Enterprise

Say goodbye to unicorns. The cloud centaurs are here.

Protocol caught up with Bessemer Venture Partners’ Kent Bennett to discuss the state of the cloud, the new SaaS models poised to make a dent on the industry and why the firm developed a new SaaS milestone.

​Bessemer Venture Partners' Kent Bennett

Bessemer Venture Partners developed a new SaaS milestone that it’s calling the “centaur,” for startups that reach over $100 million in annual recurring revenue.

Photo: Bessemer Venture Partners

Kent Bennett thinks the SaaS business model is the “greatest business model in the history of the planet.” As a partner at Bessemer Venture Partners, it’s fitting that he’s bullish on the cloud: Bennett was one of the main authors of Bessemer’s annual State of the Cloud report, which gives a bird's eye view of what’s happening in the cloud economy.

In the report, Bessemer analyzed everything from the new ways SaaS companies are trying to monetize their software to what areas are still underserved by SaaS. The firm also developed a new SaaS milestone that it’s calling the “centaur,” for startups that reach over $100 million in annual recurring revenue.

In a recent conversation with Protocol, Bennett discussed some of the latest trends in enterprise SaaS, from the rise of the small business cloud and the importance of cloud marketplaces to why annual recurring revenue is a much more important sign of a company’s health than valuation.

This interview has been edited and condensed for clarity.

Is there a market opportunity for more SaaS companies to service [small businesses]?

Yes, totally. The big narrative that we watched take place over the last 20 years of SaaS investing is it started horizontal and it started enterprise. So at first, this crazy notion of your software is coming from the internet and you're going to put your data in the internet —in the early days, it was your customer data — only big companies, and innovative ones at that, would go for that [idea]. And then for a decade, SaaS was really a big company, horizontal idea. And it took on all these sort of classic software functions of HR software, customer software, all that kind of stuff.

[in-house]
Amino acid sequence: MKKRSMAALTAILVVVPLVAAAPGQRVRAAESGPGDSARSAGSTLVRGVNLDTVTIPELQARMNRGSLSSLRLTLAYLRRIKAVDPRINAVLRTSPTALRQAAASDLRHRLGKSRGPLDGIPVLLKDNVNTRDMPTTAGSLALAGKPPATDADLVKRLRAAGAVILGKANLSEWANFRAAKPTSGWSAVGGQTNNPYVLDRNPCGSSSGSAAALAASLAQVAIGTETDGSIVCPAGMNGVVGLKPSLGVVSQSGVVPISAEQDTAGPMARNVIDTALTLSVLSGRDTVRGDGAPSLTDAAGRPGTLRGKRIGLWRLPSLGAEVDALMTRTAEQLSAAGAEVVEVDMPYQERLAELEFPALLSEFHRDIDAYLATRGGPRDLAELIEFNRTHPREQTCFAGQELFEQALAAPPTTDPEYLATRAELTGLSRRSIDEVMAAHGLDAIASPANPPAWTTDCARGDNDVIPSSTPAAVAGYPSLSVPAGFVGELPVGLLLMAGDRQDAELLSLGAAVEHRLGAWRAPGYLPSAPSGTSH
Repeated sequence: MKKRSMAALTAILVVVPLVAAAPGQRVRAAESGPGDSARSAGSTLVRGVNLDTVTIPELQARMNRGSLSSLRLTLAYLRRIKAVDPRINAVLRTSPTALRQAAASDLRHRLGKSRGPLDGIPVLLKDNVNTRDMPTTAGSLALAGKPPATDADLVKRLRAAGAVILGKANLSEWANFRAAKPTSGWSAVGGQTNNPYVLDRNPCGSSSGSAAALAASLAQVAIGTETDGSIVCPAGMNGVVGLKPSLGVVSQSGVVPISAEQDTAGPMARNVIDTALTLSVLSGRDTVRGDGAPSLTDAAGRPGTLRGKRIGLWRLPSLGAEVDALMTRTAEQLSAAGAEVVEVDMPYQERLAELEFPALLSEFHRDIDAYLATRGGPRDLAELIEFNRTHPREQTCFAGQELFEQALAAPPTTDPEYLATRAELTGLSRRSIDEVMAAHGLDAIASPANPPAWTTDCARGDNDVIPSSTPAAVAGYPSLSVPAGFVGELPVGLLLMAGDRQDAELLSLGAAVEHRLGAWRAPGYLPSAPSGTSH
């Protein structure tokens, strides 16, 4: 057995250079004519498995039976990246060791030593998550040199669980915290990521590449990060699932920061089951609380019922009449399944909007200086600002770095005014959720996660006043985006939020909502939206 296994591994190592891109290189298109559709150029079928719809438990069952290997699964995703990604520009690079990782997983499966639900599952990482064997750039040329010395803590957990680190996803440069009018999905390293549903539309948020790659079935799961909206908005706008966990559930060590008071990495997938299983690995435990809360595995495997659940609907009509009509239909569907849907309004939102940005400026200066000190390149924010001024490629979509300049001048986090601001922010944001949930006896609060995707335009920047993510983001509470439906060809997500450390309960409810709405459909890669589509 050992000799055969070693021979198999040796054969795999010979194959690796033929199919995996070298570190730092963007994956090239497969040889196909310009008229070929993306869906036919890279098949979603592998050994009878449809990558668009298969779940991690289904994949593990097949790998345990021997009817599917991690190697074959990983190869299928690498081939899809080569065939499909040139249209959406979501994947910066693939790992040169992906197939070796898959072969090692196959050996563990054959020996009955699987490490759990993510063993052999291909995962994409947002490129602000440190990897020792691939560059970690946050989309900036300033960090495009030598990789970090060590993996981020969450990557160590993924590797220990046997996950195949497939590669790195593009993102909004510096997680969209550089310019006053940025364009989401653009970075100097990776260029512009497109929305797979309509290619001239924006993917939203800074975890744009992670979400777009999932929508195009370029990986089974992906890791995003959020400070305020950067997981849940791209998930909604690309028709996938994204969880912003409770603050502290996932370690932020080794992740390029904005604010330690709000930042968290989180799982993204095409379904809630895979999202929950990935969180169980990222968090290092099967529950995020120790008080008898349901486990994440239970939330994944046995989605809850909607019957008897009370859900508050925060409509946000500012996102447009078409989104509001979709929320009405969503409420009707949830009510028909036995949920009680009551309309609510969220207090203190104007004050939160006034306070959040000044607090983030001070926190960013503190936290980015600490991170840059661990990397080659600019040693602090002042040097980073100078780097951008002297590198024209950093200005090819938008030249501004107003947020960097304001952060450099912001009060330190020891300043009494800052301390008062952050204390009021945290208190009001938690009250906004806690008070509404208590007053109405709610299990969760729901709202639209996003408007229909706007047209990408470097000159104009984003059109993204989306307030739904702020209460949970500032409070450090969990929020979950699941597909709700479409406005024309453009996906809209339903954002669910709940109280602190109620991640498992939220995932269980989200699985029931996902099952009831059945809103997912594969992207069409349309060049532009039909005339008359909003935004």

But over the past decade what we've seen is when you build a piece of software that is the core operating system for a very specific type of business, many, many good things happen. First of all, there are 1,000 features that are specific to somebody who runs a yoga studio, that you'll only build if you're only focused on yoga studios. And so over time building those 1,000 features, [customers] come to love you, they come to think your product is the thing that does everything they need, and you build some natural defensibility because anyone who wants to copy you has to spend the time to build those 1,000 features themselves.

The second thing that happened, which is almost a more powerful thing, is that once you are the core operating system of this small business, this restaurant, this dental practice, whatever it is, you're in a better position to serve them with things beyond software than any of the legacy providers.

A simple example is lending. Who's better at deciding what to lend to a restaurant: the software company that has every transaction that restaurant does every day, plus every transaction of every restaurant in the area and tens of thousands of other restaurants, or the bank down the street that asks them to fax their latest transaction record? And so of course these software companies just have much better information and ability to offer some of these integrated financial services.

Is that part of what you would consider those “indirect monetization models” that the report talks about?

That’s what it is. I would say beyond the sort of obvious bundled financial pieces, which are probably the most common indirect monetization plays we see, we’ve also seen some opportunities when businesses are transacting with other businesses. So imagine the suppliers they're purchasing from. You can build software that helps broker those transactions and can monetize it because you may lend against the transaction balances, or you may have advertising opportunities depending on the industry. So there's a couple other ways to get paid beyond just the embedded fintech. But that trend is still early in many industries, still nonexistent in some industries, and just getting started.

One thing I found really interesting in the report was the prediction that the majority of the Cloud 100 will be selling through marketplaces. What are the benefits of selling through a marketplace on the buyer’s end and then on the seller’s end?

It’s all about lowering the friction of the transaction. And it's going to depend widely on what the software is, what's the appropriate marketplace for it to sell on.